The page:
Federal Courts is an essential practical tool for future litigators and future judicial law clerks, but it is also a genuinely exciting field of academic study for any law student.
This course investigates one of the most fascinating and often misunderstood features of American law: how our legal system distributes power within the federal government and between the federal government and the States. It examines this distribution of power primarily from a judicial perspective. In particular, principles that shape and limit the power of federal courts determine not just how but whether those courts (rather than other participants in our system of government) can resolve disputes, ranging from the relatively mundane to the gravest allegations of injustice. These doctrines may seem dry at first glance, but their consequences are enormous for the law, for society, and for individual clients.
The doctrines that make up Federal Courts jurisprudence come, first and foremost, from Article III of the Constitution, which is the chief text for the entire semester. Whether imposed by the Constitution, a federal statute, rules of procedure, federal common law, or some other authority, these doctrines are essential for cabining or unleashing federal judicial power. Three key themes will recur throughout the course:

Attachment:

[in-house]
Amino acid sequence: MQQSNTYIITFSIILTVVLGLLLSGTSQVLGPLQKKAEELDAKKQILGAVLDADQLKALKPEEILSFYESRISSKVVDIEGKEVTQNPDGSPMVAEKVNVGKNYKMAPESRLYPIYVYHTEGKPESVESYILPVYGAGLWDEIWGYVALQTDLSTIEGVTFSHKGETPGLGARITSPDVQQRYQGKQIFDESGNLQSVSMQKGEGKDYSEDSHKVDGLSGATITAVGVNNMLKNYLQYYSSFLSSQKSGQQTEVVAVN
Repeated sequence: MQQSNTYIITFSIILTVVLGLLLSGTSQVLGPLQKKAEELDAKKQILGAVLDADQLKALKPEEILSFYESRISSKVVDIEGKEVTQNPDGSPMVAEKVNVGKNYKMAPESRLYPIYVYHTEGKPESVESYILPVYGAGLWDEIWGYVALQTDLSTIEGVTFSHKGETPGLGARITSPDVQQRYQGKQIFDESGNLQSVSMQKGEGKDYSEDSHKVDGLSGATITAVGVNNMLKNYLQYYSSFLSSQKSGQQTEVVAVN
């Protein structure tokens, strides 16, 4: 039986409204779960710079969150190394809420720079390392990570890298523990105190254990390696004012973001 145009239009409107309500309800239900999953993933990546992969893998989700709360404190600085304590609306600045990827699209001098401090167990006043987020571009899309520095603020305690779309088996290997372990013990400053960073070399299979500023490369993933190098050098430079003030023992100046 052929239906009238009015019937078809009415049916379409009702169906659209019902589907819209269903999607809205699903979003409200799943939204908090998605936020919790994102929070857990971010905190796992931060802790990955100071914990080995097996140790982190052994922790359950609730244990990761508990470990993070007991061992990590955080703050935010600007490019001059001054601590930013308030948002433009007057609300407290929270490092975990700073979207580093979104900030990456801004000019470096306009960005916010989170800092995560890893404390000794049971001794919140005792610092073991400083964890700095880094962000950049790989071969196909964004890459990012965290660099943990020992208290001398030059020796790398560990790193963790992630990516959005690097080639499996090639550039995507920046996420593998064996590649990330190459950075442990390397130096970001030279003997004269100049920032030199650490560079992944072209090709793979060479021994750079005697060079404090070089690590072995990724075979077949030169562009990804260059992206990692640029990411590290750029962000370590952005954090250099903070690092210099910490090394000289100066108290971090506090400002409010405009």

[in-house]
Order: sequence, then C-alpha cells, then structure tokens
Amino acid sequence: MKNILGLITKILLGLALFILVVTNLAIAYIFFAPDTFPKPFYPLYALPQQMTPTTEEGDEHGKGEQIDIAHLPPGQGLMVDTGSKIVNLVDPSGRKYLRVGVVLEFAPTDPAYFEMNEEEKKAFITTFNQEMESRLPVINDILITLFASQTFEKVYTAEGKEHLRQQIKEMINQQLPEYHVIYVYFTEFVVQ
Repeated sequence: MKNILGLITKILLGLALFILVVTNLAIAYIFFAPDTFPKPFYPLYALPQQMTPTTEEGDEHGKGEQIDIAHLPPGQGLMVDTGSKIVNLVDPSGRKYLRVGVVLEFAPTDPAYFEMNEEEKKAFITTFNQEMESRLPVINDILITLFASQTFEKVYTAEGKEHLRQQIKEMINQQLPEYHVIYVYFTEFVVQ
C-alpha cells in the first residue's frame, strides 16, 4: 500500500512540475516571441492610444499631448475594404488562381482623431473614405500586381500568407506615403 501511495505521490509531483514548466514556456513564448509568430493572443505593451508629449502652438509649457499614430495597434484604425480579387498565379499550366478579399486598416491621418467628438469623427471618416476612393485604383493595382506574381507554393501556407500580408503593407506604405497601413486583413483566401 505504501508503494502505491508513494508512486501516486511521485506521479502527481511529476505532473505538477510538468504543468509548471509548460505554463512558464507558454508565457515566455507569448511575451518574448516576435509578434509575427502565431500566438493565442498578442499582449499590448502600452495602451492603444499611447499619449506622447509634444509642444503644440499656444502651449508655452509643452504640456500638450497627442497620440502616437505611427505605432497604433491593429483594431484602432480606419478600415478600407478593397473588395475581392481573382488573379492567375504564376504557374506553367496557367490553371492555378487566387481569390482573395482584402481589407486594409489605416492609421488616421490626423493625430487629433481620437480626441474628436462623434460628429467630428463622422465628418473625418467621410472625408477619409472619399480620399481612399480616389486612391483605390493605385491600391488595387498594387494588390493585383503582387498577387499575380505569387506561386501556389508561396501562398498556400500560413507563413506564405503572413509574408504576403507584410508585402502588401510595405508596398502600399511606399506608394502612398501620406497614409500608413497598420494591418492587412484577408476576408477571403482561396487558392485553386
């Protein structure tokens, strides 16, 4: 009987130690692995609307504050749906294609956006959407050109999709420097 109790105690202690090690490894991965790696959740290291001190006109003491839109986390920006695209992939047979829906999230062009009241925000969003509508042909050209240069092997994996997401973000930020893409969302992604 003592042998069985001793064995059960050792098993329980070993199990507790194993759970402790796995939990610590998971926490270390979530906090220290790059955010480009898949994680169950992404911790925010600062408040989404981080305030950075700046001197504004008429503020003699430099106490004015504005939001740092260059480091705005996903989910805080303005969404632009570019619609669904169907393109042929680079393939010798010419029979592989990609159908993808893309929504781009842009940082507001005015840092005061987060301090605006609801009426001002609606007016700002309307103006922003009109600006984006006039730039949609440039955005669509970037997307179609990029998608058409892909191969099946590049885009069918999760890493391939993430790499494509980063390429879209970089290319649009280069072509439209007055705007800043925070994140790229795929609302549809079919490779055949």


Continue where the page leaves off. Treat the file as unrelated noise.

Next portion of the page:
(1) separation of powers, asking how to ensure a proper role for the federal courts vis-à-vis the other branches of the federal government;
(2) federalism, asking how to ensure a proper role for the federal courts vis-à-vis state governments; and
(3) the rule of law, asking how all the stakeholders (including the Supreme Court, lower courts, state courts, state and federal executive and legislative officials, attorneys, and citizens) can identify and respect a principled basis for granting or witholding power.
Specific topics of this course include
- justiciability doctrines, such as standing, ripeness, mootness, and political questions
- the subject-matter jurisdiction of the federal courts, with a particular focus on arising-under jurisdiction
- the role and jurisdiction of the U.S. Supreme Court
- abstention doctrines, whereby federal courts decline to exercise jurisdiction in certain contexts
- sovereign immunity, particularly for state governments in light of the Eleventh Amendment
- suits challenging official action, including the available remedies against federal and state governments and governmental actors
- the creation and role of non-Article III courts, including administrative agencies,
- judicial federalism, including the reciprocal obligations of state and federal courts to federal and state law, respectively, and
- habeas corpus, primarily federal review of state-court convictions.
The assigned case book is the seventh edition of Hart & Wechsler's The Federal Courts and The Federal System (2015) and the corresponding 2019 supplement. You do not need to buy the Seventh Edition of Chemerinsky's student treatise, Federal Jurisdiction (2016); it is an optional aid that students often find helpful.
|Monday, Wednesday||5:45 - 7:50 pm||TNH 2.140|
|Evaluation Method||Date||Time||Alpha Range||Room|
- Course Type
- Grading Method
- Pass/Fail Allowed
- Will use floating mean GPA if applicable
Hart & Wechsler's The Federal Courts and The Federal System - Fallon et al.West/Foundation Press , edition: 7th (2015)
ISBN: 978-1-60930-427-0 (required)
Federal Jurisdiction - ChemerinskyWolters Kluwer , edition: 7th (2016)
ISBN: 978-1-4548-7661-8 (optional)
Hart and Wechsler's The Federal Courts and the Federal System, 7th, 2019 Supplement - Fallon et al.West/Foundation Press , edition: 2019 Supp.
ISBN: 9781642429268 (required)